Original Research

Primary healthcare implementation in practice: Evidence from primary healthcare managers in Ghana

Nana N. Appiah-Agyekum
African Journal of Primary Health Care & Family Medicine | Vol 12, No 1 | a2183 | DOI: https://doi.org/10.4102/phcfm.v12i1.2183 | © 2020 Nana Nimo Appiah-Agyekum | This work is licensed under CC Attribution 4.0
Submitted: 29 June 2019 | Published: 20 May 2020

About the author(s)

Nana N. Appiah-Agyekum, Department of Public Administration and Health Services Management, University of Ghana Business School, Legon, Accra-Ghana, Ghana


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Abstract

Background: Primary healthcare (PHC) is a core part of healthcare in developing countries. However, the implementation of PHC since its inception in developing countries has been lethargic, inconsistent and marred by controversies.

Aim: This study investigates some of the controversies surrounding PHC implementation. It also examines how PHC is being implemented in Ghana as well as how the approaches adopted by PHC implementers influence PHC outcomes in developing countries.

Setting: This study is set in Ghana and involves national, regional and district managers of PHC.

Methods: A qualitative case study was used to gather information from 19 frontline PHC managers through semi-structured interviews. Interviews were recorded and transcribed. They were then qualitatively analysed using the thematic framework analyses approach.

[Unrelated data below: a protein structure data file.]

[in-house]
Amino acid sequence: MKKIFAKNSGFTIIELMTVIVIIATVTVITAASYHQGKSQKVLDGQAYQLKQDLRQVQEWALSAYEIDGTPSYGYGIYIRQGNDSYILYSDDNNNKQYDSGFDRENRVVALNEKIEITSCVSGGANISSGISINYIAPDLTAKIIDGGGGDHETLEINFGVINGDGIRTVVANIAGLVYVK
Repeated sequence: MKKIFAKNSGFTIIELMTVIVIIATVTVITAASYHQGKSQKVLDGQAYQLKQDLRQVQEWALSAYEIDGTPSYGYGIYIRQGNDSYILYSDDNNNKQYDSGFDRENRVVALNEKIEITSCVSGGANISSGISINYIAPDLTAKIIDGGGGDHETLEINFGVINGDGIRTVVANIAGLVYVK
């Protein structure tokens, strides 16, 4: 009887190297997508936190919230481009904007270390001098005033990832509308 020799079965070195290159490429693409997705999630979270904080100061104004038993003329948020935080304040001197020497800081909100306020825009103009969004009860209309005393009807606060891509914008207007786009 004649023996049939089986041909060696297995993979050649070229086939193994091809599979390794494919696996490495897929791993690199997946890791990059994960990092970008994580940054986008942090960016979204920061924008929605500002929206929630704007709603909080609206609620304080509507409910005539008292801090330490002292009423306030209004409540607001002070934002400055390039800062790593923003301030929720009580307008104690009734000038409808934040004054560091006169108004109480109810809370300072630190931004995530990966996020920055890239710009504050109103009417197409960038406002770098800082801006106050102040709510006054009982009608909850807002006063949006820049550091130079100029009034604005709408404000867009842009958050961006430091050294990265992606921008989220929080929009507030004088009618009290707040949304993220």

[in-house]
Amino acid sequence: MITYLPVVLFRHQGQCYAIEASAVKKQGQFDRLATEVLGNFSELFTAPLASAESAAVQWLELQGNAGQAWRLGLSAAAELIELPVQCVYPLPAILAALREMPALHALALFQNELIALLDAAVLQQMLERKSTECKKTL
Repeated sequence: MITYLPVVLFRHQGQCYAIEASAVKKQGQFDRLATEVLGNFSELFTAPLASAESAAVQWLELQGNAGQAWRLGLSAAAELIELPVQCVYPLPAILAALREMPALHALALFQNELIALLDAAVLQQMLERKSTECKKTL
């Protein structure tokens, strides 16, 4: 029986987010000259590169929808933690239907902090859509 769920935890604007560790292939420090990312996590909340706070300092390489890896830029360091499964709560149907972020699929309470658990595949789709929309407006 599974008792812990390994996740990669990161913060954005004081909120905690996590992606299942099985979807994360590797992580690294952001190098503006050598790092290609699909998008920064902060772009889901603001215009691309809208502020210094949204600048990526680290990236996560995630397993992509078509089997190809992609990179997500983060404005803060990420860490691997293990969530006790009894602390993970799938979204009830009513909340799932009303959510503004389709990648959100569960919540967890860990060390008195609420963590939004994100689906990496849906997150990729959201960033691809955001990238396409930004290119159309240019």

Results: Findings uncover a lack of clear meaning of what PHC is and how it should be approached amongst key implementers. It also shows discrepancies between official policy documents and directives, and actual PHC practices. Findings also show a gradual shift from Alma Ata’s comprehensive PHC towards a more selective and intervention-specific PHC. Whilst donor and external stakeholders’ influence are the key determinants of PHC policy implementation, their support for vertical and other medicine-based interventions have gradually medicalised PHC.

Conclusion: There is a need to pay more attention to understanding and addressing the gaps in PHC implementation and its inconsistencies. Furthermore, the role and control of donors and external development partners in PHC policy formulation and implementation, and their concomitant effects on community participation and empowerment, must be critically examined.


Keywords

primary healthcare; Ghana; Ghana health service; implementation; healthcare

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